• This happens regardless of the fact that the user actually arrived at your website through some other channel like Google search, paid advertising, email marketing, or social media.
  • When the user checks out, Honey will attempt to give them a discount. If it finds a valid promo code, it will automatically apply it at checkout, thereby providing a discount to the buyer.
  • If it does not find a valid discount code, it will display a message saying something along the lines of “Congratulations! You already have the best deal.”
  • Following the close of checkout, you, the merchant, are charged a fee through your affiliate program for Honey having “referred” the user.

At the end of this chain of events, you as the online retailer will have potentially paid many times over for this sale, driving up your customer acquisition cost (CAC) and ultimately, reducing your profit margins. 

Just take a look:

  1. You have paid for whatever medium delivered the user to your website in the first place. This payment could be in either direct dollars (for example, via a Facebook ad) or your own hard work ( effort you put into your SEO strategy and content that drove your rankings for their search term that landed them on your site).
  2. You may have sacrificed margins with a coupon the user wasn’t authorized to use in the first place. Learn more about how coupon extensions allow access to unauthorized coupons in this detailed article. In most cases, the user would have bought with or without the coupon, meaning the coupon did nothing to drive incremental revenue.
  3. You paid Honey an affiliate program commission. At the end of the day, you then paid Honey a commission for driving a sale (which they didn’t really drive) - and this payment is on top of the cost you paid to acquire that user in the first place.

What is ultimately happening here is this: You are paying twice for buyers who were driven to your website, and you are paying Honey to give those buyers discounts they don’t even need.

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How Big is the Problem?

Our research shows that this is happening all the time and across all channels.

For one cleanCART customer, we found in just 14 days, Honey attempted this process 211 times. For this particular customer, Honey was charging a 12% commission through ShareASale, while the ShareASale network itself also charged an additional 2.4% commision. 

Ultimately, a $100 sale ends up looking something like this.


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On all 211 attempts, cleanCART was able to prevent this misattribution and save the merchant the hefty 14.4% of gross sales they would have had to pay to Honey and ShareASale. 

Across the network of websites currently using our Affiliate Guard product, we’ve seen Honey attempt to claim an average of 4.88% of total gross revenue and ShareASale attempt to claim an average of 0.98% of total gross revenue.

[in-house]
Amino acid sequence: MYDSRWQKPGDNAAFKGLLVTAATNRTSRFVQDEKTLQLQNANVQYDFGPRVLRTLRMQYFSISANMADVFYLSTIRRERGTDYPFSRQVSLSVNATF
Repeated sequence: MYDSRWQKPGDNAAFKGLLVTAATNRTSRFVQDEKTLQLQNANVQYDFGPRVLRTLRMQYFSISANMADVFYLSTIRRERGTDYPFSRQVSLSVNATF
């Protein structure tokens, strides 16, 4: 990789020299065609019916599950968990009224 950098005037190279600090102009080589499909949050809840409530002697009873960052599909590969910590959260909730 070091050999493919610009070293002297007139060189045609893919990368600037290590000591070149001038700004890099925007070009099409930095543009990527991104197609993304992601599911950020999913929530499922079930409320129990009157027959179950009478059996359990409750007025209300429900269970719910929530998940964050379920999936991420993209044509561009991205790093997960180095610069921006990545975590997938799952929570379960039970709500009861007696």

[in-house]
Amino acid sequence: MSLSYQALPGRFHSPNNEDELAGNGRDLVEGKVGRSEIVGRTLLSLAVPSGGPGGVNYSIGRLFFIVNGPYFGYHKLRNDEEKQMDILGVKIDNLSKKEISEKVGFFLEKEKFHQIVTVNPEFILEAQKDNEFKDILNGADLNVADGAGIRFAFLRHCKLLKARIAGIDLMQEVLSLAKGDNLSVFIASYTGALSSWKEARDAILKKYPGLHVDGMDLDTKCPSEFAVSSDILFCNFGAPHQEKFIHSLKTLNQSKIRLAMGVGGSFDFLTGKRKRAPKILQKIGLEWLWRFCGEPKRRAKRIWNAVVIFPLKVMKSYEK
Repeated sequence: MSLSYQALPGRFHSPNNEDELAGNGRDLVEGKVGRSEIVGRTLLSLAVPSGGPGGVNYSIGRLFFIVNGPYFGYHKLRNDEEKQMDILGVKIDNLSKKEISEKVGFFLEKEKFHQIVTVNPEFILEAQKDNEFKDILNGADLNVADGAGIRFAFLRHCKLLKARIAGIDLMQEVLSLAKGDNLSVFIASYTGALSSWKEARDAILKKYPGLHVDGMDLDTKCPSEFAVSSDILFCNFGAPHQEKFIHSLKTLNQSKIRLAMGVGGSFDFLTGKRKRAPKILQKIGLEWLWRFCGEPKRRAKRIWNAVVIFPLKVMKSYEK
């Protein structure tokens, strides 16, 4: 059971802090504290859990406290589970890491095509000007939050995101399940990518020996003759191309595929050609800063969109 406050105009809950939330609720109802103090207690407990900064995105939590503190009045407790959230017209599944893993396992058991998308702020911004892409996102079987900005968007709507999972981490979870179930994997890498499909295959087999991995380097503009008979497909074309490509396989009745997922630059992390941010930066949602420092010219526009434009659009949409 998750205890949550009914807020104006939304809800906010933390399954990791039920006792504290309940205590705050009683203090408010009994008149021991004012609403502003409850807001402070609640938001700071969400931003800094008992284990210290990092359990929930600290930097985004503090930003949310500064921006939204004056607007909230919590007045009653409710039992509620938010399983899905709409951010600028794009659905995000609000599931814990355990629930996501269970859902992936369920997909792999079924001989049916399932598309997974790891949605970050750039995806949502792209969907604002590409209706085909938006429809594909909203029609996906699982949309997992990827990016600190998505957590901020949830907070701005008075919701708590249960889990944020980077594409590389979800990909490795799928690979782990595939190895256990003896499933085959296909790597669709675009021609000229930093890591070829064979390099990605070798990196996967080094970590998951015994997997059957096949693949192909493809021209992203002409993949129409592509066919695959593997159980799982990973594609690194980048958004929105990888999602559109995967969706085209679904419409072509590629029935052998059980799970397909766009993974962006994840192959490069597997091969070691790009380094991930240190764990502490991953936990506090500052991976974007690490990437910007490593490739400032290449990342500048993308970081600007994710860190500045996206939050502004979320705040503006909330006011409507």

In addition, this customer saw Honey claim attribution for sales that actually originated from at least 8 other sources, including organic search, paid advertising, social media, and more.

This is just one example of a problem that is happening on a massive scale, to thousands of ecommerce retailers.

Perpetual Cookies

To add to this, our research even shows that Honey may execute a series of steps resulting in visitors being marked as “referred by Honey” in the affiliate platform for 30+ years, even if the user arrived at the store organically, via email marketing, or otherwise.

It does this by dropping a 30 year, first-party cookie in the user’s browser. 

This means even if a visitor doesn’t purchase immediately, and they come back again in the future, Honey will still find a way to claim credit for the sale and charge an affiliate commission … for up to 30 years.

Attribution Fraud or Not?

Earlier, we posed the question “are coupon browser extensions committing affiliate program fraud?”

While the answer on that is not clear, what is evident is that whether what coupon extensions are doing is legal, or even permissible, is irrelevant. The fact is that in many cases, they are claiming credit - and getting paid - for sales that they did nothing to drive. 

At a time when online retailers are under tremendous pressure from supply chain shortages, and CAC is rising due to a more challenging Facebook ads environment, paying an unearned affiliate fee on top of other marketing acquisition costs can be the difference between losing or making money.

Retailers looking to protect their margins and maximize profitability should determine whether this behavior is happening on their websites, measure the extent of the financial impact, and take steps to put a stop to it.

Stop Coupon Extension Affiliate Attribution Problems in their Tracks

Ultimately when your store suffers from these issues with affiliate programs and coupon extensions, you end up with:

  • Margins that suffer
  • Reduced customer lifetime value
  • The inability to make decisions on where your marketing dollars are actually working

So, how do you stop these problems in their tracks? 


The answer is cleanCART Affiliate Guard. cleanCART Affiliate Guard not only prevents Honey, and other coupon browser extensions, from injecting unauthorized coupon codes at checkout, it also protects you from affiliate misattribution issues. cleanCART prevents affiliates from dropping cookies that claim credit for sales that didn’t actually originate from their efforts.

Learn more about cleanCART Affiliate Guard